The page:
What is a typical day like and/or what are some common tasks you perform?
There really is no typical day in the M&A practice at S&C, which requires me to embrace flexibility and is a big part of why I love what I do. Generally speaking, every day involves a variety of meetings—with clients, our internal S&C team, financial advisors, and opposing counsel—as well as reviewing agreements and other transaction documents. Leading an M&A team requires you to be incredibly organized and forward thinking in order to get in front of substantive issues and manage deal flow. S&C also places a strong emphasis on continuing education and firm culture, and many of my days also include practice group lunches, training programs, affinity group events and informal mentoring sessions, and social gatherings.
What training, classes, experience, or skills development would you recommend to someone who wishes to enter your practice area?
In my opinion, no particular class or subject area is critical to becoming a successful M&A lawyer—a lot of the training is on the job. That said, I would recommend taking the baseline Corporations class and any M&A-related classes your law school offers. Clinics and seminars led by practicing attorneys are also helpful to provide a more real-life perspective that is absent in traditional law school classes, even if it’s not M&A specific. Finally, if your law school is affiliated with a business school and you have the opportunity to take crossover courses, I recommend taking advantage of any classes that develop finance, accounting, and management skills, which are really useful background skills to have as a transactional lawyer.
What do you like best about your practice area?
I particularly enjoy the way that the M&A practice combines both legal and business skillsets. In order to be a successful M&A lawyer, it is important to be both technically legally savvy and to have a deep understanding of your clients’ business goals in order to achieve the best outcome for them as a strategic advisor. I also like the team camaraderie aspect of M&A—we collaborate closely with a number of other teams internally at S&C, the client, and the client’s financial and other advisors.
What misconceptions exist about your practice area?
One misconception is that there is a cookie cutter mold for getting a transaction done. While every deal has common themes to which you can apply your experience, each deal has its own unique considerations. Another misconception is that you are always going from one fast-paced deal to another without any downtime. S&C’s generalist approach allows me to work on a variety of matters at any given time, which helps achieve balance in my schedule.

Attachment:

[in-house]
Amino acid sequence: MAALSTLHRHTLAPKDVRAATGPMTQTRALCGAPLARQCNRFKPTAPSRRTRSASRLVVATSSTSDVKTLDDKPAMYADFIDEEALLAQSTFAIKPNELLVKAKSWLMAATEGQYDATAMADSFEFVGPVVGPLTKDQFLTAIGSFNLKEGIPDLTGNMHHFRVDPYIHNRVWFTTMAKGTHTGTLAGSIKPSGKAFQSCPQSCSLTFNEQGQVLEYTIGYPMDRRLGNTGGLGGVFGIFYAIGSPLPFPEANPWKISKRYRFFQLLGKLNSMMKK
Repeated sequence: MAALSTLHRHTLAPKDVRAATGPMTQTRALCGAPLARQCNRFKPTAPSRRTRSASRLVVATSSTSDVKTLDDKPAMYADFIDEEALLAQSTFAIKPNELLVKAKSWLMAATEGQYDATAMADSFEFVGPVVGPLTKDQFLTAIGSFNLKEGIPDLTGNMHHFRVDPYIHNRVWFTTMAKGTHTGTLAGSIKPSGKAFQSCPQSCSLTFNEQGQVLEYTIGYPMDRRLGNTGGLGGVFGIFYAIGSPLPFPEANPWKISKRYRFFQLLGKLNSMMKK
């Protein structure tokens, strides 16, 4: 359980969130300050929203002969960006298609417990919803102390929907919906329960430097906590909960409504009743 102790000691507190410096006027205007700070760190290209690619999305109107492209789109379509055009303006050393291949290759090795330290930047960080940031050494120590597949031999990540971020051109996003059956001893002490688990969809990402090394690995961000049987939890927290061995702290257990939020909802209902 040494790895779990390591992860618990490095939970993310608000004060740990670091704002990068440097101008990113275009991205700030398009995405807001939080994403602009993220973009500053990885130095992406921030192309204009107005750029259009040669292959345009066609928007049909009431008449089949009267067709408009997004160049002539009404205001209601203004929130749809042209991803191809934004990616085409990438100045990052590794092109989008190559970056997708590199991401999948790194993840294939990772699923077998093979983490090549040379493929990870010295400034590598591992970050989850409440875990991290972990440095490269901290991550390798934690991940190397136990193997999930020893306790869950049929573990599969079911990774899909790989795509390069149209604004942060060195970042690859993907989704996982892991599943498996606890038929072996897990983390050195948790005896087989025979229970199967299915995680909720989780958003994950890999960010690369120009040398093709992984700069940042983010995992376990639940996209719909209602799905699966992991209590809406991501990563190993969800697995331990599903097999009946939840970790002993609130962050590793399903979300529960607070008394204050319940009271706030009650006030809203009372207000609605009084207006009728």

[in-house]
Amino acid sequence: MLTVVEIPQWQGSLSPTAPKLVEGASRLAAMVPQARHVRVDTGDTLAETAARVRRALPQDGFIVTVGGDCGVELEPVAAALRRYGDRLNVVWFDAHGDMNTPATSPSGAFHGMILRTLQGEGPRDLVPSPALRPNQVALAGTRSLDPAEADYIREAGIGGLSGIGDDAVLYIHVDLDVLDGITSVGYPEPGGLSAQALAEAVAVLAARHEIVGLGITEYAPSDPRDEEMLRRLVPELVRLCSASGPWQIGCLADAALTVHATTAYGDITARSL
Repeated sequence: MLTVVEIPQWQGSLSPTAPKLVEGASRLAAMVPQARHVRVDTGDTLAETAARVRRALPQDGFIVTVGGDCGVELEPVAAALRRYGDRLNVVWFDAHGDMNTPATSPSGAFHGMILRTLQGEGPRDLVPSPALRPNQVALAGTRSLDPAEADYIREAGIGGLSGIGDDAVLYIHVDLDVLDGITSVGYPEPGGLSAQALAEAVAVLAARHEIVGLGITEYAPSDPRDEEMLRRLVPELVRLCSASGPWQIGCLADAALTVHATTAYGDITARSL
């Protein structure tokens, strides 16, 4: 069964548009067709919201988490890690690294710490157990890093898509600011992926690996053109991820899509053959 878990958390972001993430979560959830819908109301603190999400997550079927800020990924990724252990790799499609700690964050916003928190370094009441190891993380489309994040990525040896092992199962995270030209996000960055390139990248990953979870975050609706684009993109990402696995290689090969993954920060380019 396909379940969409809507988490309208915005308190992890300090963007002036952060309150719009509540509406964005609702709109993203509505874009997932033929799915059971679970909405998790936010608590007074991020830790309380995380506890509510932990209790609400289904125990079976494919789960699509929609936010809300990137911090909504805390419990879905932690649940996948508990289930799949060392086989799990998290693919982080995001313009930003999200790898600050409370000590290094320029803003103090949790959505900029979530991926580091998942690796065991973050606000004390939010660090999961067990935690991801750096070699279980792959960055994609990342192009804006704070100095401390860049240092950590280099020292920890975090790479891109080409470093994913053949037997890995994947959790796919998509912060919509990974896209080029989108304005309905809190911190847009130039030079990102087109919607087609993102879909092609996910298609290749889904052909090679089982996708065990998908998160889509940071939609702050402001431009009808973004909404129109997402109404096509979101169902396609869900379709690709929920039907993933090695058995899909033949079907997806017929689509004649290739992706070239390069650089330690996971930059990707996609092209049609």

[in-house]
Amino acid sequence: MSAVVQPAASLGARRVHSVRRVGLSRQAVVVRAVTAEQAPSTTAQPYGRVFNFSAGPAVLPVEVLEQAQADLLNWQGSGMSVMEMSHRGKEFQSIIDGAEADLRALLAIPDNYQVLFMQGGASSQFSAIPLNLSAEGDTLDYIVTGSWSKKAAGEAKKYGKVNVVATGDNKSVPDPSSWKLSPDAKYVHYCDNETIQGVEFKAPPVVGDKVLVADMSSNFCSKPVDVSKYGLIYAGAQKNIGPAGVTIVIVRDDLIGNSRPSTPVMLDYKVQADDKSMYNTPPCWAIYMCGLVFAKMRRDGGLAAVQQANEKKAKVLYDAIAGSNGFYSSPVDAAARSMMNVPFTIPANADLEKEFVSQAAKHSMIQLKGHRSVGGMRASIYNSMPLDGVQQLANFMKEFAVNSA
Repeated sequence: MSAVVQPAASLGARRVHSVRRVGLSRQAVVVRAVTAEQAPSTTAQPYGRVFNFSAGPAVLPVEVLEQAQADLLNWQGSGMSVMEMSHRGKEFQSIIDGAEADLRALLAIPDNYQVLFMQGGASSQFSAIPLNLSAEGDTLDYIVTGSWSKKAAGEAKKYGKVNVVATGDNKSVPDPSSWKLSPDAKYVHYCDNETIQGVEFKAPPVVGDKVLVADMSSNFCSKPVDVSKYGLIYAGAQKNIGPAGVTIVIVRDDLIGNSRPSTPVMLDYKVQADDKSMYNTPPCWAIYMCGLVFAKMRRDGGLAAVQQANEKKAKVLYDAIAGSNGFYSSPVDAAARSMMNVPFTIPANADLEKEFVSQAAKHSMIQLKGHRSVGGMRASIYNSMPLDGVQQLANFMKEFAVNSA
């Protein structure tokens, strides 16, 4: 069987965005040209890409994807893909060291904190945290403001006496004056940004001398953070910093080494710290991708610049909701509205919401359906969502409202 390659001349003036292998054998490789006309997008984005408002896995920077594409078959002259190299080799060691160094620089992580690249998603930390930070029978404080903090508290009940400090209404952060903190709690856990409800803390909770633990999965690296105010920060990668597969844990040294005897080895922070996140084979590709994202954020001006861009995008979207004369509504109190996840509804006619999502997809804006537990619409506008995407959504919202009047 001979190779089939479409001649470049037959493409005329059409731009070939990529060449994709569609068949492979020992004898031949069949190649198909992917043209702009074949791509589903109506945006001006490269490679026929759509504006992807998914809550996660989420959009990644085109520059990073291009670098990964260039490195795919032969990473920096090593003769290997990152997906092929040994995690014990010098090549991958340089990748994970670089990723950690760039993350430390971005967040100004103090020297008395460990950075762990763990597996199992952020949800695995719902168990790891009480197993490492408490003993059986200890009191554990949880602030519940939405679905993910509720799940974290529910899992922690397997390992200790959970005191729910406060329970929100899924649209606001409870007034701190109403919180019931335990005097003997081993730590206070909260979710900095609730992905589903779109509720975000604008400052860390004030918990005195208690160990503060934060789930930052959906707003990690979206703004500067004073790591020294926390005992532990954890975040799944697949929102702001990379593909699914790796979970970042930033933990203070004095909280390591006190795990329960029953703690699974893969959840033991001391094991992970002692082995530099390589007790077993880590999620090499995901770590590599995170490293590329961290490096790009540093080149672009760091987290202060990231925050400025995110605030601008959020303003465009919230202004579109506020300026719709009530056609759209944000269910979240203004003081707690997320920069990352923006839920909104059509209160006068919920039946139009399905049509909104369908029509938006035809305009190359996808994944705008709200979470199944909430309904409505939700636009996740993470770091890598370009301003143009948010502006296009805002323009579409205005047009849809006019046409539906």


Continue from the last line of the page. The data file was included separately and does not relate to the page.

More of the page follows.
What is unique about your practice area at your firm?
At S&C, we maintain a generalist approach even once you join a particular practice group. Our M&A lawyers gain a variety of experience in transactions that really run the deal making gamut. We are extremely collaborative, not only within the M&A group, but also with our colleagues across the firm whose expertise is vital to accomplishing a deal. Most S&C partners have also been with the firm for the entirety of their legal careers, which speaks to our commitment to our associates’ long-term development.
What are some typical tasks that a junior lawyer would perform in this practice area?
At S&C, junior lawyers are given substantive experience early in their careers. While there are certain tasks that all junior lawyers in M&A take on initially—such as running closing checklists or doing research assignments—those tasks provide junior lawyers with context for the bigger picture and give them a sense of the overall transaction workflow. S&C teams are leanly staffed, which means that junior lawyers work directly with the most senior lawyers on the team—including the partners—on different substantive work streams. This may include drafting term sheets, board resolutions and ancillary agreements, or assisting with the preparation of a board speech on directors’ fiduciary duties in considering an M&A transaction. I became the most senior associate on my transactions when I was a third-year associate, which was possible only because I obtained such substantive experience during my first and second years, which is typical for S&C associates.